And when the hog market plunged to 8 cents a pound in 1998, Iowa producer Randy Hilleman decided it was time to make a change. Hilleman raises Berkshire pigs, a breed that’s fattier than traditional pigs and costs a little more to raise. Back then, that was hurting him.
“If we took them into Marshalltown, [Iowa] to the big packing plant, we would get docked because they’re too fat,” Hilleman said. “What they pay on is lean, and we like to have some fat on ours.”
While most Americans don’t farm, they do contribute to agriculture by buying food at stores and restaurants. And about half of us make an additional donation in the form of fertilizer. With spring at hand, farmers are getting ready for planting. That means enriching the soil and that may just involve you.
Think you're part of the food-literati? True or false: 13 million more acres of farmland would be required to produce enough fruit and vegetables for the daily diets of all Americans to meet U.S. Department of Agriculture nutrition guidelines.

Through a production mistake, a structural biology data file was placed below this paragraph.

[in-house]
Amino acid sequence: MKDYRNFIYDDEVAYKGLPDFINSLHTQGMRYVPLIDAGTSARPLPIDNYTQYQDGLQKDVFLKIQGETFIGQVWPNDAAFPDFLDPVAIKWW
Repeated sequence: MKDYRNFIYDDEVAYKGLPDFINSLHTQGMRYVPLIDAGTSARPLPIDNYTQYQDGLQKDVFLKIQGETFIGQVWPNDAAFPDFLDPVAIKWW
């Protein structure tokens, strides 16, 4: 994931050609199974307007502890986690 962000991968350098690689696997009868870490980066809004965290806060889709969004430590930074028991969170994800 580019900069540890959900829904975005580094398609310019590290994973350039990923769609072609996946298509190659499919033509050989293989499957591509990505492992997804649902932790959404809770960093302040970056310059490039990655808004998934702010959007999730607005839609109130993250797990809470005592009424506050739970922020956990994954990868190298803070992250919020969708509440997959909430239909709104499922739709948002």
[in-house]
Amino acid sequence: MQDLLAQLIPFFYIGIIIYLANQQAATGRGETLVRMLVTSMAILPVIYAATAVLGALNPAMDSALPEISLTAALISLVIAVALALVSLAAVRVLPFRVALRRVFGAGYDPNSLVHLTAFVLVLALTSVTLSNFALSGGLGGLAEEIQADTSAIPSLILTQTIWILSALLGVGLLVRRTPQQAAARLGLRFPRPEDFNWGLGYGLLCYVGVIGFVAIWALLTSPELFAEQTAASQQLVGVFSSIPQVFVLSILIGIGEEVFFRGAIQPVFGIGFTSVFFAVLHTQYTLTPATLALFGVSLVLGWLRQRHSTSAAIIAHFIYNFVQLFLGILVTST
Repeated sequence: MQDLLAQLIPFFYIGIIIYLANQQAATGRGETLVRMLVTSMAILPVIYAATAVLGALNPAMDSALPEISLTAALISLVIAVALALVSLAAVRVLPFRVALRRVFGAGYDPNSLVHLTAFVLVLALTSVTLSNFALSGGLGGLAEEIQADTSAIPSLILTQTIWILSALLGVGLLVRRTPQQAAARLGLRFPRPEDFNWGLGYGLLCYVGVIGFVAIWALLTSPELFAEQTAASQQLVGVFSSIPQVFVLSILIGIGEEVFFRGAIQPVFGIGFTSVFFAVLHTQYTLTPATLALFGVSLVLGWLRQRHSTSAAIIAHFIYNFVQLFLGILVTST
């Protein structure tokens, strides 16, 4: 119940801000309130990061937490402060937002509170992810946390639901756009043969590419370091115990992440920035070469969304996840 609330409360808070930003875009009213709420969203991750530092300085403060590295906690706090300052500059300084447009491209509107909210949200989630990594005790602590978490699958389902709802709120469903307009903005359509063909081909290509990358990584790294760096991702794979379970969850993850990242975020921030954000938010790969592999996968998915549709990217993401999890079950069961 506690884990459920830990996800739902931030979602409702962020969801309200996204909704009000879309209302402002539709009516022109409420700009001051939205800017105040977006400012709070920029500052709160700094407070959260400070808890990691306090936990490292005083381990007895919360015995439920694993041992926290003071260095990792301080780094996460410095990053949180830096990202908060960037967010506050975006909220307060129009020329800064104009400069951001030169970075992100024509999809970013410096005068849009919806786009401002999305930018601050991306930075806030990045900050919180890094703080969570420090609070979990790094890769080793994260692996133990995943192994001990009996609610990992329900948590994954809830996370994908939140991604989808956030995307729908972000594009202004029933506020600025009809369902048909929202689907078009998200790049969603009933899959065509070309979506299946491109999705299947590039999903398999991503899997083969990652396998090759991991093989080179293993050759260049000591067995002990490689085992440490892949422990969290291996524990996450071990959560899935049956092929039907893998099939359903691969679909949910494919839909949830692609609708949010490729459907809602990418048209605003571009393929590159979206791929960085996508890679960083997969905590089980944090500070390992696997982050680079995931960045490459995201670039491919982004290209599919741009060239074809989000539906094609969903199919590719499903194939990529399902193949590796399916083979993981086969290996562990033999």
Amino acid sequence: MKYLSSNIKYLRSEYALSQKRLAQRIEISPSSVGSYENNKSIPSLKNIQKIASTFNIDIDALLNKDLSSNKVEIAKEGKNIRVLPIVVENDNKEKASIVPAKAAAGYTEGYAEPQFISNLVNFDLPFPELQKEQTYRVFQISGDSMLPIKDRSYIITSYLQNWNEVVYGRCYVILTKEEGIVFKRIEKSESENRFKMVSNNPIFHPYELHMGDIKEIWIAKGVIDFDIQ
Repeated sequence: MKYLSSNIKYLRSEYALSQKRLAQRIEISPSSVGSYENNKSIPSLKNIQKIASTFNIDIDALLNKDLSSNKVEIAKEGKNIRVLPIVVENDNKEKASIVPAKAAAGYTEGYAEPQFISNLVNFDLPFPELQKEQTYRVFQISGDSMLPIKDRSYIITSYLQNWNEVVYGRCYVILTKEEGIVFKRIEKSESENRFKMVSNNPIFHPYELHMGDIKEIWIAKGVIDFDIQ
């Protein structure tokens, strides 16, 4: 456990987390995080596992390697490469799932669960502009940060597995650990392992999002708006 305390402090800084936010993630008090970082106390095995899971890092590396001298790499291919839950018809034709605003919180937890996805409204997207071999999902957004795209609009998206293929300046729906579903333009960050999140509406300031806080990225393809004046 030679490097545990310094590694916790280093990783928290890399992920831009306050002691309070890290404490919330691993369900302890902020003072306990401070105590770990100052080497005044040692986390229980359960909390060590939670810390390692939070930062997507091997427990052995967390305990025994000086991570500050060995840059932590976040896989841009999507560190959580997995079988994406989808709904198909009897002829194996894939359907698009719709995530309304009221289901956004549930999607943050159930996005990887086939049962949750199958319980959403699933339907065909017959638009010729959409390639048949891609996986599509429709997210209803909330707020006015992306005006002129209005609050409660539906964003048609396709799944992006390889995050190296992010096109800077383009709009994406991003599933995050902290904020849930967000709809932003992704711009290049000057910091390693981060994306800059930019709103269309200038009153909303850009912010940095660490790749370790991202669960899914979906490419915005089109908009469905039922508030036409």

People have always grown food in urban spaces – from windowsills to neighborhood parks – but today, urban farmers say they’re leading a new movement. On this Wednesday's Central Standard, a look at efforts to transform the nation’s food system.
What's plentiful in upstate New York? Cows and prison inmates, to name a few things.
Reformists in the two communities don't make natural allies, but organizer Lauren Melodia is trying to do just that.
"I was living in this prison town, and at the same time, the dairy industry was in a lot of turmoil," Melodia tells The Salt. "We thought this [dairy] might be the perfect ally in trying to build a different economy in upstate New York, and shift some of the economic dependency away from the prison system."
A pro-business, pro-immigration bill introduced in the Kansas legislature yesterday pits traditionally Republican business leaders against the hardline anti-immigration Secretary of State and maybe the Republican governor as well.